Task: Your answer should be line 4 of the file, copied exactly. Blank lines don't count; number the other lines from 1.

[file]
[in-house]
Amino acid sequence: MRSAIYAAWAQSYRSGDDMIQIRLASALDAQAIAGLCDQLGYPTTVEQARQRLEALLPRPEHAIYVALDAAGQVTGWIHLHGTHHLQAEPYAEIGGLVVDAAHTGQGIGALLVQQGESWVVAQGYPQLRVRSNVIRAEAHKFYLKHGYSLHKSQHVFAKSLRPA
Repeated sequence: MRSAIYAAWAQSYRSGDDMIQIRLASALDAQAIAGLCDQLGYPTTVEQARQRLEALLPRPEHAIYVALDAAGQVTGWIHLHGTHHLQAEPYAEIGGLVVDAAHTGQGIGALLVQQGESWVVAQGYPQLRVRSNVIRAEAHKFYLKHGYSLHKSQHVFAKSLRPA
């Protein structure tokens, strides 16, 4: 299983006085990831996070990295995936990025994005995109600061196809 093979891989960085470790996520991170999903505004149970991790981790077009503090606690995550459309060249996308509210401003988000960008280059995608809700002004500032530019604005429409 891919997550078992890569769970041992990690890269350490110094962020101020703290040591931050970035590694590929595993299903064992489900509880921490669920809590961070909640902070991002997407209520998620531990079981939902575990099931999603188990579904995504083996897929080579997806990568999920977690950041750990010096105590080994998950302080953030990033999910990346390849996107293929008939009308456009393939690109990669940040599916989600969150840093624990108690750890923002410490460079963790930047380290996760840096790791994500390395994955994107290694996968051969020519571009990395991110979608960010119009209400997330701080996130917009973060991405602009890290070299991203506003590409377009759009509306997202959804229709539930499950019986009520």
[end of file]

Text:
């Protein structure tokens, strides 16, 4: 299983006085990831996070990295995936990025994005995109600061196809 093979891989960085470790996520991170999903505004149970991790981790077009503090606690995550459309060249996308509210401003988000960008280059995608809700002004500032530019604005429409 891919997550078992890569769970041992990690890269350490110094962020101020703290040591931050970035590694590929595993299903064992489900509880921490669920809590961070909640902070991002997407209520998620531990079981939902575990099931999603188990579904995504083996897929080579997806990568999920977690950041750990010096105590080994998950302080953030990033999910990346390849996107293929008939009308456009393939690109990669940040599916989600969150840093624990108690750890923002410490460079963790930047380290996760840096790791994500390395994955994107290694996968051969020519571009990395991110979608960010119009209400997330701080996130917009973060991405602009890290070299991203506003590409377009759009509306997202959804229709539930499950019986009520």